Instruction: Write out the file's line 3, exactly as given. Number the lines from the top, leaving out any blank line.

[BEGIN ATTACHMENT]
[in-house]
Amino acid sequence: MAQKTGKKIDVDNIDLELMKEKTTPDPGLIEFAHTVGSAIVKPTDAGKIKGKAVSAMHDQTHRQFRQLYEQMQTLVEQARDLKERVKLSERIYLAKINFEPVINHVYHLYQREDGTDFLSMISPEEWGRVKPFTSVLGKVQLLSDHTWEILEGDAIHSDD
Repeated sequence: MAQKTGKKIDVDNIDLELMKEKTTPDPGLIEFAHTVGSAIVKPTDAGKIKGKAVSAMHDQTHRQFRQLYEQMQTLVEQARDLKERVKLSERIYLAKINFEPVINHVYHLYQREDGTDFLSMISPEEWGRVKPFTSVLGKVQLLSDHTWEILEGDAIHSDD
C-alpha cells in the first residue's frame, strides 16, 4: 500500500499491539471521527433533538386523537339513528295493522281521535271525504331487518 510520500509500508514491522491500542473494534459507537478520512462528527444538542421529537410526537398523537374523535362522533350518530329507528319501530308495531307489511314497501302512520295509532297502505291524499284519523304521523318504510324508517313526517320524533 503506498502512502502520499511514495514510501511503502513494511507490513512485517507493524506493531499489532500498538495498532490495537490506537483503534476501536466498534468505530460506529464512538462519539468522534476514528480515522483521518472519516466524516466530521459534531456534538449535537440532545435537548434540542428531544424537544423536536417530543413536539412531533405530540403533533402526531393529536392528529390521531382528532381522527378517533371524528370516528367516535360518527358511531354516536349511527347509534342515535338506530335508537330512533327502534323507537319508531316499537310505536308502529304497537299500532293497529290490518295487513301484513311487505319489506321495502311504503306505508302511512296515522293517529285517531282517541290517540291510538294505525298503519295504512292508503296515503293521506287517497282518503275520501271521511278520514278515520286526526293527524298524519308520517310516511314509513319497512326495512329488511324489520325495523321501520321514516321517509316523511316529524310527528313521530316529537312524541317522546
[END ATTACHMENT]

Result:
Repeated sequence: MAQKTGKKIDVDNIDLELMKEKTTPDPGLIEFAHTVGSAIVKPTDAGKIKGKAVSAMHDQTHRQFRQLYEQMQTLVEQARDLKERVKLSERIYLAKINFEPVINHVYHLYQREDGTDFLSMISPEEWGRVKPFTSVLGKVQLLSDHTWEILEGDAIHSDD